For my tests, I used a handful of marbles split into five different batches and baked them at 300, 350, 400, 450, and 500 degrees Fahrenheit. Everything else was kept the same. Same oven, same baking time, same type of metal pan, and same container for the ice bath. I even made a new ice bath for every batch to make sure it would be as cold as possible.

What I found was that the hotter your oven, the more cracks you will get in your marbles.

This all goes back to that scientific reaction I mentioned at the beginning of the post. Heat makes the marble expand. So it makes sense that a higher temperature would make it expand more. The more the marble expands, the more it then has to shrink when dropped into the ice bath, resulting in more cracks.

After all my experiments I think the best temperature is about 450 degrees Fahrenheit. But of course that’s just my personal opinion. Below I have some pictures showing the marbles from each of my experiments so you can decide for yourself.

Comparing the Marbles at Different Temperatures

So let’s take a closer look at how the marbles turned out after being heated to different temperatures.

Here is my first batch, baked at 300 degrees Fahrenheit:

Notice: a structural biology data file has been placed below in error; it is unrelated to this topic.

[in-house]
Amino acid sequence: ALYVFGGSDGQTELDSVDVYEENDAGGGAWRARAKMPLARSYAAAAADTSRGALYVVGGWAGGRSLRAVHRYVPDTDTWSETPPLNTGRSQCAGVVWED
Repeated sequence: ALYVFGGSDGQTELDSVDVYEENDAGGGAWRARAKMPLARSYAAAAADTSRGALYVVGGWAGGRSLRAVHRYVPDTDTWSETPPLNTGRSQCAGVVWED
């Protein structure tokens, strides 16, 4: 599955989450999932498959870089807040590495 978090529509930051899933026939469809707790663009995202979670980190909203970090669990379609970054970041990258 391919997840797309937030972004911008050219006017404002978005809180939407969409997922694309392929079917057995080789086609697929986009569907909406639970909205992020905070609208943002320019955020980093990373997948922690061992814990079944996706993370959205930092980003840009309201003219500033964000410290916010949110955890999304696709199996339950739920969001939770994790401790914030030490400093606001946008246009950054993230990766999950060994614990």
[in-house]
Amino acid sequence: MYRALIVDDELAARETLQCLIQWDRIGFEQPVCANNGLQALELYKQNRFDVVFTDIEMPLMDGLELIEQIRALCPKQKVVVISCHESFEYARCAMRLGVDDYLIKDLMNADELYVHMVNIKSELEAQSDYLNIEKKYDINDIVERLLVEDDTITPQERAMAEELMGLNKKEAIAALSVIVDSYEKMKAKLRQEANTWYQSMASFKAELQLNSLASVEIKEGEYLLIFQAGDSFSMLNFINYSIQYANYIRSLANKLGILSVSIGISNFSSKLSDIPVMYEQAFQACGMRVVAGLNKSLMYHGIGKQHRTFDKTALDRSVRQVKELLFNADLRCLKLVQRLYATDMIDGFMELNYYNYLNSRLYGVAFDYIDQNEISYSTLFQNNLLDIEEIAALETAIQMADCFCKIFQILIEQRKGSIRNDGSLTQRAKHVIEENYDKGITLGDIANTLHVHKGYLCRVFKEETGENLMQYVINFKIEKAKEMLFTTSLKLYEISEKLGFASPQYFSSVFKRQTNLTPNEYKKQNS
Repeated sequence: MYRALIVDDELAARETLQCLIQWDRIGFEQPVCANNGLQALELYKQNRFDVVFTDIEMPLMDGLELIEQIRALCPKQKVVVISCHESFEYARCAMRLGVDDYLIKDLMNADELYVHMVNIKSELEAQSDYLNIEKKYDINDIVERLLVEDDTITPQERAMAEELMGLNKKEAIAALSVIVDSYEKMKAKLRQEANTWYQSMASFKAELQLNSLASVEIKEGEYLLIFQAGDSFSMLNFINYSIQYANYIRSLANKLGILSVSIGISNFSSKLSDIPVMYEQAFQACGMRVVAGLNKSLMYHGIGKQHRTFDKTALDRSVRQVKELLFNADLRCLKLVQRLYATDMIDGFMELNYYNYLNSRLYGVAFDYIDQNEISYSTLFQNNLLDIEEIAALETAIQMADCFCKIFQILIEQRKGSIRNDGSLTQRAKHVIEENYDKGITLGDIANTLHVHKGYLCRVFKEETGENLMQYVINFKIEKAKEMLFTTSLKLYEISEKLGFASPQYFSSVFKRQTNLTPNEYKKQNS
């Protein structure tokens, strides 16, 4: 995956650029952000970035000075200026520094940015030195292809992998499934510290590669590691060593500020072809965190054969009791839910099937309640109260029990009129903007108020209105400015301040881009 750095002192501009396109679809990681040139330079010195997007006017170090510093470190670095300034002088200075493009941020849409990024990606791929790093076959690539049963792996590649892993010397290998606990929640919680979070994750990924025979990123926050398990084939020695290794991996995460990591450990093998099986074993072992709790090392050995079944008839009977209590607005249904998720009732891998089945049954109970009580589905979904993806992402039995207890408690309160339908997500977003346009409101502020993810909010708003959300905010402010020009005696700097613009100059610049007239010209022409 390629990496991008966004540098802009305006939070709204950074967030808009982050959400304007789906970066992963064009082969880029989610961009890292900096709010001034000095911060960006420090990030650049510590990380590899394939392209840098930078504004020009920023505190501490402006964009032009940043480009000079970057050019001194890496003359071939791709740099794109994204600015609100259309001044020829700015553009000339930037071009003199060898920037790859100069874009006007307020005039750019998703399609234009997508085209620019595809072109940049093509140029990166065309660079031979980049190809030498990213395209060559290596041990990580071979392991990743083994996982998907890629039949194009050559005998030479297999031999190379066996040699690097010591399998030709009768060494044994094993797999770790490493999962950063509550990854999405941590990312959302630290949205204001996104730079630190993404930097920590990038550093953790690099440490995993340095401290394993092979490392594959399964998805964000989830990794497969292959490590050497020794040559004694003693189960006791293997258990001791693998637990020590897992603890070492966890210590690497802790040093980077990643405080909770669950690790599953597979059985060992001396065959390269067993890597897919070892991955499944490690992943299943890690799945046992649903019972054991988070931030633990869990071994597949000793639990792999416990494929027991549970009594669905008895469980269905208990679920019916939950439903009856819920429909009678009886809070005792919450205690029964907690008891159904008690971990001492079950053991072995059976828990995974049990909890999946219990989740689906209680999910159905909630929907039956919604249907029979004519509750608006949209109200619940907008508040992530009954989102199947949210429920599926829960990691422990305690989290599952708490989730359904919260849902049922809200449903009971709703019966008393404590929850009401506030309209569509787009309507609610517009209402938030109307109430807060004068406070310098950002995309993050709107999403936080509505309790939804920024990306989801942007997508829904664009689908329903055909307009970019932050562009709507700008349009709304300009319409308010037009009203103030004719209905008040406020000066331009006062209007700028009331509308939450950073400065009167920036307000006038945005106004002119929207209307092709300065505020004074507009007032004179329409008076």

Marbels that had been baked at 300 degrees farenheight
Marbles baked at 300 degrees Fahrenheit

Some turned out better than others, but not much cracking overall. The clear marble all the way to the left didn’t even crack at all!

Next up are the marbles baked at 350 degrees Fahrenheit:

Marbels that had been baked at 350 degrees farenheight
Marbles baked at 350 degrees Fahrenheit

A bit more cracking now, but nothing too drastic. As you can see, one of the marbles in this batch even ended up breaking into several pieces.

After that are the marbles baked at 400 degrees Fahrenheit:

Marbels that had been baked at 400 degrees farenheight
Marbles baked at 400 degrees Fahrenheit

Now we’re starting to see some good cracking. But we can do even better!

Next are the marbles baked at 450 degrees Fahrenheit:

Marbels that had been baked at 450 degrees farenheight
Marbles baked at 450 degrees Fahrenheit

These are looking really beautiful. Especially on the round marbles you can see tons of little cracks. Only one more experiment left.

Finally, here are the marbles baked at 500 degrees Fahrenheit:

Marbels that had been baked at 500 degrees farenheight
Marbles baked at 500 degrees Fahrenheit